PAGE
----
WaMu Judge Calls Legal Advice on Settlement Irrelevant
By Steven Church - Dec 8, 2010 12:57 AM GMT+0100
Advice that Washington Mutual Inc.’s managers got from their lawyers is “irrelevant” to whether the former owner of the biggest U.S. bank to fail can settle its legal disputes with JPMorgan Chase & Co., a judge said.
U.S. Bankruptcy Judge Mary F. Walrath in Wilmington, Delaware, today said WaMu can rely only on testimony and documents not covered by attorney-client privilege to persuade her to approve that settlement and others worth billions of dollars.
WaMu is trying to win approval of settlements that split almost $10 billion in cash and tax refunds without revealing any advice its lawyers gave company managers about whether the company could win lawsuits against JPMorgan and federal regulators over the 2008 collapse of Seattle-based WaMu’s subsidiary, Washington Mutual Bank.
“The debtor is walking a fine line here,” Walrath said on the final day of a hearing to decide whether WaMu can end its bankruptcy by settling with JPMorgan and the Federal Deposit Insurance Corp.
At the end of the nine-hour hearing, Walrath said she wouldn’t immediately rule on the settlement or the bankruptcy plan and would instead issue an opinion. She didn’t say when she might rule.
At the start of the hearing, Walrath rejected a request from lower-ranking creditors and shareholders to throw out testimony from managers about why they settled instead of continuing to fight. Walrath said WaMu executives couldn’t justify the settlement based on the advice of their attorneys unless that advice was made public.
Shareholders claimed in court papers that WaMu could collect more than $30 billion by winning lawsuits against JPMorgan, the FDIC and others.
David L. Elsberg, an attorney for WaMu, said the ruling was an important victory for his client because it shows Walrath won’t be distracted from the facts that justify the settlement.
WaMu filed for bankruptcy on Sept. 26, 2008, the day after its banking unit was taken over by regulators and sold to JPMorgan for $1.9 billion. Before it failed, Washington Mutual Bank had more than 2,200 branches and $188 billion in deposits.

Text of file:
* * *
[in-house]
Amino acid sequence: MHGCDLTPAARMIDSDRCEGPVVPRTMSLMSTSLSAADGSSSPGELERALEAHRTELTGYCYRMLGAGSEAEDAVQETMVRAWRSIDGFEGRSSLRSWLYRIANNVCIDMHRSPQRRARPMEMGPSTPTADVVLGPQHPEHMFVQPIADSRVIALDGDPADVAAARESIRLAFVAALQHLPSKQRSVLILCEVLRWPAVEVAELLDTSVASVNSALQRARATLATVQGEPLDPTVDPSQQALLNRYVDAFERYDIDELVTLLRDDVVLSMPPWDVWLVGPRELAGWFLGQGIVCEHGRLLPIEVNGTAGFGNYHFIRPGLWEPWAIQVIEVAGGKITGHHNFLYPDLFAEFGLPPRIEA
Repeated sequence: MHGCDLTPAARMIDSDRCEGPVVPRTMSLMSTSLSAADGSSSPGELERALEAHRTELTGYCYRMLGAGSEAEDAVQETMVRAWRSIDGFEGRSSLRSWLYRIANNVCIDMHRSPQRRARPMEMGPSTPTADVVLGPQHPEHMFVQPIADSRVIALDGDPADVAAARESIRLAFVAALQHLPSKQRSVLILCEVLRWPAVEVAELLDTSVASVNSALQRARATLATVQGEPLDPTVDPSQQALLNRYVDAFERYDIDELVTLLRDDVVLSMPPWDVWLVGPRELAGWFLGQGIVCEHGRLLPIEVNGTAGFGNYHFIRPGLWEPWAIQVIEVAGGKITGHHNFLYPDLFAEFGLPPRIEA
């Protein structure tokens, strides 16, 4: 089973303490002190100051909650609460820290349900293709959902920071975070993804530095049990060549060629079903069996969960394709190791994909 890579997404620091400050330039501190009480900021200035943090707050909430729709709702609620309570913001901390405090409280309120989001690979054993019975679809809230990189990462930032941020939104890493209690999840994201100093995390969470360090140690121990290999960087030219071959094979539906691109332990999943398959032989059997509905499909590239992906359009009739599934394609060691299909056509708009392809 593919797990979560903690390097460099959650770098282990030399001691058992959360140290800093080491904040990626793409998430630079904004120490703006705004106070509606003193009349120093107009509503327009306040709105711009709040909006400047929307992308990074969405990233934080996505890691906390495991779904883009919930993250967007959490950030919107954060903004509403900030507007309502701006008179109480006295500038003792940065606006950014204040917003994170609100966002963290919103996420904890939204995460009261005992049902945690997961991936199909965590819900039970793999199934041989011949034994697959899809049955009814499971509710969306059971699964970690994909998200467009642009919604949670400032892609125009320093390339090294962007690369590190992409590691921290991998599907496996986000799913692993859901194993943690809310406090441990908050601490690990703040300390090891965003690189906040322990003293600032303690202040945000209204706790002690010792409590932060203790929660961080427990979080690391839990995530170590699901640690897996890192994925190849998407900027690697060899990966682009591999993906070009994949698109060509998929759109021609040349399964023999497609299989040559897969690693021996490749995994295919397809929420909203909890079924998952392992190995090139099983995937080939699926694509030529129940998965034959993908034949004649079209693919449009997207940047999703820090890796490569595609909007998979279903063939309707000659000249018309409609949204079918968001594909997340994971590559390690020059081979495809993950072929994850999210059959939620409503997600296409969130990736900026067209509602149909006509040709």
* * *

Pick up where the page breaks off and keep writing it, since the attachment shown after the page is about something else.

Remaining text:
Shareholders claim JPMorgan didn’t pay enough, and that federal regulators were too quick to close the bank. JPMorgan and federal regulators deny those claims in court papers.
WaMu said that there is enough evidence about the benefits of the settlements to justify approval. Shareholders who will get nothing from the settlements, along with the creditors that won’t benefit from them, said there isn’t enough evidence.
In his closing argument in support of the settlements, Brian Rosen, a WaMu attorney, said the company faced more than $85 billion in claims filed against it by JPMorgan, the FDIC and others. By settling, WaMu will wipe out those claims and collect enough to pay creditors more than $7 billion, Rosen said.
Justin Nelson, an attorney for shareholders, said WaMu officials didn’t provide enough information for Walrath to find that the settlement is fair and reasonable. Company officials didn’t testify about what legal advice they got on WaMu’s chances of winning lawsuits related to the closing of Washington Mutual Bank.
Walrath can’t approve the settlement without evidence of how strong WaMu’s lawsuits are, Nelson argued.
He cited a ruling last year from the chief bankruptcy judge in Delaware, Kevin Carey, who rejected a $70 million settlement between computer chipmaker Spansion Inc. and Samsung Electronics Co. Carey rejected the settlement in part because company officials testified they didn’t rely on their attorneys’ advice.
Spansion, which has since exited bankruptcy, was opposed by creditors in that case.
Opponents in the Spansion case put on evidence to show its settlement with Samsung was bad for creditors, distinguishing it from WaMu’s case, Elsberg told Walrath. WaMu’s shareholders and lower-ranking creditors haven’t offered any witnesses to show why the settlement is bad, Elsberg said.
WaMu’s 4 5/8ths percent bonds due in 2014 rose more than 1 percent to 107 cents on the dollar, according to TRACE, the bond-price reporting system of the Financial Industry Regulatory Authority.
The case is In re Washington Mutual Inc., 08-12229, U.S. Bankruptcy Court, District of Delaware (Wilmington).